With supply chain scandals on the front pages more than ever, is it time for organisations to take a closer look at how they function and cut out the bad links before it’s too late? By Joanne Frearson | Supply Chain 247
There are no guarantees the horse-meat scandal which rocked Britain last year will not happen again. The problem, says David Noble, CEO of the Chartered Institute of Purchasing & Supply (CIPS), is that it is impossible for CEOs to have an all-consuming knowledge of where things come from in their supply chains.
It is a scary thought: that the world’s biggest and most powerful companies’ supply chains could be involved in such scandals. But changes are underway in the industry – CIPS is on a mission to bring these conglomerates together and is calling for self-regulation of the industry.
Noble is clearly passionate about the issue. “The profession needs to be licensed and we are calling for self-regulation of professionals,” he says. “Not just the state of their enterprise, whether it is public or private and how well they do their job, but also their public good.
Bad supply chain management is affecting all of us in some way. It is certainly becoming much more talked about, whether it is through the damage done by the horse-meat scandal or whether it is factory collapse or modern-day slavery.”
When it comes to promoting standards in the supply chain industry, CIPS is a big player. It is the world’s largest professional organisation in procurement and supply, and big businesses listen to it when it has something to say. Its Markit/CIPS UK Manufacturing PMI index is seen as an industry bellwether, and is closely monitored by the Bank of England and key economists in the UK. And in its push for self-regulation, CIPS already has some of the big industry players on board.
“We have some very strong links to the heads of companies around the world,” says Noble. “They are saying we have to have this licensing requirement in our supply chains. We started our campaign early this year and have engaged in a number of big corporates. The CEO of Rio Tinto is one of our fellows. He is someone who has been in purchasing most of his career before he was promoted to CEO. I would like to think in the next five years it becomes the default, that everyone in this profession has to be licensed.”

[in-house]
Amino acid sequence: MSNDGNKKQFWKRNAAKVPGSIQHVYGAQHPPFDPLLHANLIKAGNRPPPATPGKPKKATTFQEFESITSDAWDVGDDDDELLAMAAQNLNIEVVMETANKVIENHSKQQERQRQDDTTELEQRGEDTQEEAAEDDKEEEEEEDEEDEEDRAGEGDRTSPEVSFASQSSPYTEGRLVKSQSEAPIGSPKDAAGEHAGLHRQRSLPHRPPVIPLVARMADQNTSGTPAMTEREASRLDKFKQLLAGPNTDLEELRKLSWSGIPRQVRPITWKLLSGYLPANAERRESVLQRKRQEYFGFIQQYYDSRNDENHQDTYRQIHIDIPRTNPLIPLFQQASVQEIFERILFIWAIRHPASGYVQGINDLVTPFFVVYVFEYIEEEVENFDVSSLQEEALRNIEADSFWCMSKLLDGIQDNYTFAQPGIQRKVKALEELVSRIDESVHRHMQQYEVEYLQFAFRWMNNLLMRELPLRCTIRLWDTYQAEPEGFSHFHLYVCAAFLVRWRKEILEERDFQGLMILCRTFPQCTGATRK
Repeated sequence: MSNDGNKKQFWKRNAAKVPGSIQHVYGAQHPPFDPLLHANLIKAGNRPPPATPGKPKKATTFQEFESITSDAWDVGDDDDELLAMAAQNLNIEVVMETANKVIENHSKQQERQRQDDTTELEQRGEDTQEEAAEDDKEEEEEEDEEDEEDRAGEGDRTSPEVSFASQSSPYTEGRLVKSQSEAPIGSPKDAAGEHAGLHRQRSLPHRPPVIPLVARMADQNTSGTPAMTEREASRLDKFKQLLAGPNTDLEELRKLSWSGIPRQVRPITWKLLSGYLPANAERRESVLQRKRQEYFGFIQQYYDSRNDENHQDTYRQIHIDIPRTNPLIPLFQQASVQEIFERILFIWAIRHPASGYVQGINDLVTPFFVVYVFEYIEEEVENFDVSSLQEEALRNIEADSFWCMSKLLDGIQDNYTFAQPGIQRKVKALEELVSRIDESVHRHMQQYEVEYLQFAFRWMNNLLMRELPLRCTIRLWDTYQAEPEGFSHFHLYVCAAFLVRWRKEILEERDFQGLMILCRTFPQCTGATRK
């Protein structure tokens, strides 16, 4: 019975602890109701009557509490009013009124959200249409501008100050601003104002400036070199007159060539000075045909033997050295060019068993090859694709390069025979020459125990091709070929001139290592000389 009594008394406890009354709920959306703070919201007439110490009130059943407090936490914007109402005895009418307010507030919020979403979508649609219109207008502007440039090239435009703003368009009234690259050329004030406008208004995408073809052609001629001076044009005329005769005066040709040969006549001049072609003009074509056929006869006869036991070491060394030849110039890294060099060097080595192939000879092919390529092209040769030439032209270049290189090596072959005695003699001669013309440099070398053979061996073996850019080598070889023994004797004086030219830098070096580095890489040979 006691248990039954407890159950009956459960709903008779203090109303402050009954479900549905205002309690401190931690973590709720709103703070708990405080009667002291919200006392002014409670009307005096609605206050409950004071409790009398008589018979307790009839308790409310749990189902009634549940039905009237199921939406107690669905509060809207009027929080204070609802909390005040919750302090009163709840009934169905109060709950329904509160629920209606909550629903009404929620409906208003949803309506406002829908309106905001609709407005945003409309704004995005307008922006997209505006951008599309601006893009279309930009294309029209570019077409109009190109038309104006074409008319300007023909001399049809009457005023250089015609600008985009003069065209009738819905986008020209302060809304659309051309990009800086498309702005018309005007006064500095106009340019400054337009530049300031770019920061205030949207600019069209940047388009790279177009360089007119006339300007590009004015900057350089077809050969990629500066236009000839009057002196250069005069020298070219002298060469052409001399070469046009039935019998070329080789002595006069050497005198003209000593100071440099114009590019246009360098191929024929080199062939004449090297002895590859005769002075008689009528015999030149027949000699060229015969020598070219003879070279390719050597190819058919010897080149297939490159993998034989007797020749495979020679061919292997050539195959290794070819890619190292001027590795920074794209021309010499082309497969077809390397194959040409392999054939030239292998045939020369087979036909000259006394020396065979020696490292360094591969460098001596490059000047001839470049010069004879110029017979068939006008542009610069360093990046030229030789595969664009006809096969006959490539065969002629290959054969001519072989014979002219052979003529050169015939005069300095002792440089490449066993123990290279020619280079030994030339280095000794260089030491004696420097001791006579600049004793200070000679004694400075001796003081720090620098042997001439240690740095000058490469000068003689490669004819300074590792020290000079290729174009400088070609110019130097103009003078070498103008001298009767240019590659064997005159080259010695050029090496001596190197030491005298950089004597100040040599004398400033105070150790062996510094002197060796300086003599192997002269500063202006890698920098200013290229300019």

Having a CEO with a supply background could be an advantage for a firm. Noble says some of the world’s top companies with successful supply chains have CEOs with experience in the industry. According to Noble, Apple has such a great supply chain because Tim Cook was a buyer before he became CEO.
“The smart companies are recognising that how you execute supply chain management is a real differentiator for success in the corporate world,” Noble explains. “Companies are realising this at the board level – that it is something so strategic it makes a difference to what the company looks like.”
In Noble’s discussions with CEOs he has found the best way for them to add value to their business is through the supply chain. “People copy things very quickly,” he says. “You might come up with an all-singing, all-dancing widget [but] it lasts about a month before someone has copied it. You can be the best marketer in the world, but as we move into the service world it is all about execution and efficiency of your supply chain.”